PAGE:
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Charter of Human Rights a beacon of hope

Briefs

Cite as: September 2015 89 (9) LIJ, p.10

Victoria's Charter of Human Rights and Responsibilities has effected "radical change" in government culture, according to the president of the Court of Appeal Justice Chris Maxwell.

“It means that we have a human rights reference point in every legislative proposal,” Justice Maxwell said, adding he was proud to live in a state with such a parameter.

“I’d much rather have the rights written down, speaking as a citizen rather than a judge, as it’s just that much harder for government to trample on them. So it seems to me that it [the Charter] is of very great importance to us. Why strengthen it? Well, because we want it to be stronger, that’s why.

“I speak as a citizen, not as a judge, but my personal view has always been that strong legislative protection makes for a better society, and if it means our rights are better protected and they are more readily enforceable then of course that means we have an even better human rights culture.”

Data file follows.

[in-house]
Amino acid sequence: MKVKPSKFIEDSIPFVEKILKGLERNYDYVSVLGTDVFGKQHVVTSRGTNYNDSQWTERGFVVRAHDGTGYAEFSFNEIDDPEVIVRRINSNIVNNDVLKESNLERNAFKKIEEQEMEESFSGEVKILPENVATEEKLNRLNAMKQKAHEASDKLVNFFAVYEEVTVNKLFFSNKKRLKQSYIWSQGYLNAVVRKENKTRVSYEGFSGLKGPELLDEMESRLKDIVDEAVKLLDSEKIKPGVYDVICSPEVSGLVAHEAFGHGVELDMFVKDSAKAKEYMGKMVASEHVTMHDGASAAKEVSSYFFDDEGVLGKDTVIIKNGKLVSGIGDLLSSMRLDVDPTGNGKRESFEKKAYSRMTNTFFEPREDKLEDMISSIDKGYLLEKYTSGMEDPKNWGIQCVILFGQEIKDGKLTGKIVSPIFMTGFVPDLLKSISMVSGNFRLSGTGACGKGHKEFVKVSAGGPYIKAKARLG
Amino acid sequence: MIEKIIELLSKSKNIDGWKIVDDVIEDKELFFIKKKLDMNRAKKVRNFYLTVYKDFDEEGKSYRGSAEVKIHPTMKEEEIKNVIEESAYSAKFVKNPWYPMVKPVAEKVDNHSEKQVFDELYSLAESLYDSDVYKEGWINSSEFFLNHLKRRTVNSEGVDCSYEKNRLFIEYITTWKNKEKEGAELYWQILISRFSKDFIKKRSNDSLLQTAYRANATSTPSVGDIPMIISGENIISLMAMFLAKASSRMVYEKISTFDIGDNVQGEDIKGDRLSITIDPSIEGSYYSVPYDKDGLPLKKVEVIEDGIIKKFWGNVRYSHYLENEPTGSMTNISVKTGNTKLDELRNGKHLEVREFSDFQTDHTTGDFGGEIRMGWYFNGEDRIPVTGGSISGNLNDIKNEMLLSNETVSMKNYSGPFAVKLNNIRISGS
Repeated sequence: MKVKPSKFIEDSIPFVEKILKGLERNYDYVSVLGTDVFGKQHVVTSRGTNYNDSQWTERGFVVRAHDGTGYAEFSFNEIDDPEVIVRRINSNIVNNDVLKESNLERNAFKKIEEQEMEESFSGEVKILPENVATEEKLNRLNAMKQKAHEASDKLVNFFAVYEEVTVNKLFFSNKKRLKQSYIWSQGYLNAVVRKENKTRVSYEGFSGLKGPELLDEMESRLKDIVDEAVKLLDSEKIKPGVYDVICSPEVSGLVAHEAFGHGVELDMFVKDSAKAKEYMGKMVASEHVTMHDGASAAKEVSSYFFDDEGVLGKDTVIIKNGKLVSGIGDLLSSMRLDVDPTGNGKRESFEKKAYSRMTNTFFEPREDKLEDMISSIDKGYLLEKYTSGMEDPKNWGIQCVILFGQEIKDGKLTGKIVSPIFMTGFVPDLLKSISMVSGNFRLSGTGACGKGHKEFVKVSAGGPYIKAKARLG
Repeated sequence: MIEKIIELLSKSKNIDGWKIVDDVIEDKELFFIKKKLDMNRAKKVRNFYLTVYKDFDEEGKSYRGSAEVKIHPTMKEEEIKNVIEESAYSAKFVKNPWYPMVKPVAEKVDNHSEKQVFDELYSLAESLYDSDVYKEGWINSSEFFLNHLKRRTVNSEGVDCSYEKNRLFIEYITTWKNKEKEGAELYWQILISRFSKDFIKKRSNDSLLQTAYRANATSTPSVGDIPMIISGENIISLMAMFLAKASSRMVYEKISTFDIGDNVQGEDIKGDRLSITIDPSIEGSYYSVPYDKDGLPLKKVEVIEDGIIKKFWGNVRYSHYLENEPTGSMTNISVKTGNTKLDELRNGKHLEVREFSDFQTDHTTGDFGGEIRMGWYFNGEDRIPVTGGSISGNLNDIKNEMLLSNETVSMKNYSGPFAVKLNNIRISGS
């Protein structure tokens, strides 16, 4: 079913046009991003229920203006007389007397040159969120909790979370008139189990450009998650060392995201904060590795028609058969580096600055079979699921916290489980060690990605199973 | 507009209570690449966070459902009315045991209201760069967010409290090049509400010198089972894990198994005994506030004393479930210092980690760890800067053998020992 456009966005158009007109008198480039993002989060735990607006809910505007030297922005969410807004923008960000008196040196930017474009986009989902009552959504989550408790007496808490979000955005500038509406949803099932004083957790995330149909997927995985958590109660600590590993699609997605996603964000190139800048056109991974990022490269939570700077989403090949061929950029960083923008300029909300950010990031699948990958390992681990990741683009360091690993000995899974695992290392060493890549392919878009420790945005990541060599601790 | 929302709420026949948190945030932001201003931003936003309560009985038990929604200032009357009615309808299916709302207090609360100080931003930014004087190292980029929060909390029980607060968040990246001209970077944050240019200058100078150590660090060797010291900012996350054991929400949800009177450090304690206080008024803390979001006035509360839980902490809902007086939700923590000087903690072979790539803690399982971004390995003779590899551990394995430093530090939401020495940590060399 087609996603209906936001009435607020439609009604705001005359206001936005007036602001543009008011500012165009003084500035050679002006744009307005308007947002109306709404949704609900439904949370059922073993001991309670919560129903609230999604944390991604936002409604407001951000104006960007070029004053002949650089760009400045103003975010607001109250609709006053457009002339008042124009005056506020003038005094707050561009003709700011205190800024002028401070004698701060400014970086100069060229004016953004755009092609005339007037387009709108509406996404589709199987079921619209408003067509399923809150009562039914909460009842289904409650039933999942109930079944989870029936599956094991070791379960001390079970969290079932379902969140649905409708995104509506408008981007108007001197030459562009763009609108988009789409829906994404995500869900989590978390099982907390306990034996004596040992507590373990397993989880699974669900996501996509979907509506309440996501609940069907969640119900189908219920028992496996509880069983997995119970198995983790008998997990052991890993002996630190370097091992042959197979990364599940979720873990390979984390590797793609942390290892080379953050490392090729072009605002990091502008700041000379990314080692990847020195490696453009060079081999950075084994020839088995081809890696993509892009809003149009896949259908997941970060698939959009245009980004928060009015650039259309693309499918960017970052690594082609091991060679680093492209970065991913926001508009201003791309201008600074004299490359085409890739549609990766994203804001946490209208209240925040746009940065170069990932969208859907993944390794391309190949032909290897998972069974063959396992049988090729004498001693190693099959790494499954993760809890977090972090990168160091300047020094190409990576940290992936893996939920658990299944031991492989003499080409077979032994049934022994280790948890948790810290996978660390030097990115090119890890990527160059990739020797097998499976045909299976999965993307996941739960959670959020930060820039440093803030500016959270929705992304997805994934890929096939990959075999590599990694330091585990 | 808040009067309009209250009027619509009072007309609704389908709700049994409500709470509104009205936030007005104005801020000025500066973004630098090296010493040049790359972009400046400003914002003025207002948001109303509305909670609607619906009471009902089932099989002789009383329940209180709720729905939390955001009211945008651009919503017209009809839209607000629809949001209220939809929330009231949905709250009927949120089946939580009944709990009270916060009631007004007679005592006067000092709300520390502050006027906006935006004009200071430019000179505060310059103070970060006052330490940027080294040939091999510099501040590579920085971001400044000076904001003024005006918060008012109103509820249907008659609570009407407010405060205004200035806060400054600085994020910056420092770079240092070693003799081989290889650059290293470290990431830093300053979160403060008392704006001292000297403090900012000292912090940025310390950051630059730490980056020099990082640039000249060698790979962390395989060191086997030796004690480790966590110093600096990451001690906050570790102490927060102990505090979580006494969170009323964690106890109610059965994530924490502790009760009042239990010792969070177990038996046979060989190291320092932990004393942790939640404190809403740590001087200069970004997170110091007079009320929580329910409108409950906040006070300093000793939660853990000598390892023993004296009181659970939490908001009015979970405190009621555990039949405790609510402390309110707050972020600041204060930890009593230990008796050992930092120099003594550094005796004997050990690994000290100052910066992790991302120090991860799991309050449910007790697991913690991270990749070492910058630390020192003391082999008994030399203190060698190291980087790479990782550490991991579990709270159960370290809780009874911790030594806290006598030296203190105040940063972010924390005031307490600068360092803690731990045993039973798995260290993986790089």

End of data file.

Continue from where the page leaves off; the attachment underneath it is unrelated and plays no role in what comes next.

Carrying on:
Justice Maxwell said he believed the Charter’s remedies should not be confined to the Supreme Court and that it should be able to be litigated at the level most people litigate – VCAT.

Justice Maxwell was part of Strengthening The Charter: Bringing Human Rights Home, a panel discussion at the LIV on 30 July. Professor Simon Rice, director of law reform and social justice at ANU, also spoke. He said the Charter was “a little beacon of progressive hope in an otherwise pretty miserable environment, both in NSW and Australia”.

A government review of the Charter is underway and expected to report by October.

The LIV has made a submission to the review, making 36 recommendations including that the Charter be expanded and strengthened to include damages for breaches.

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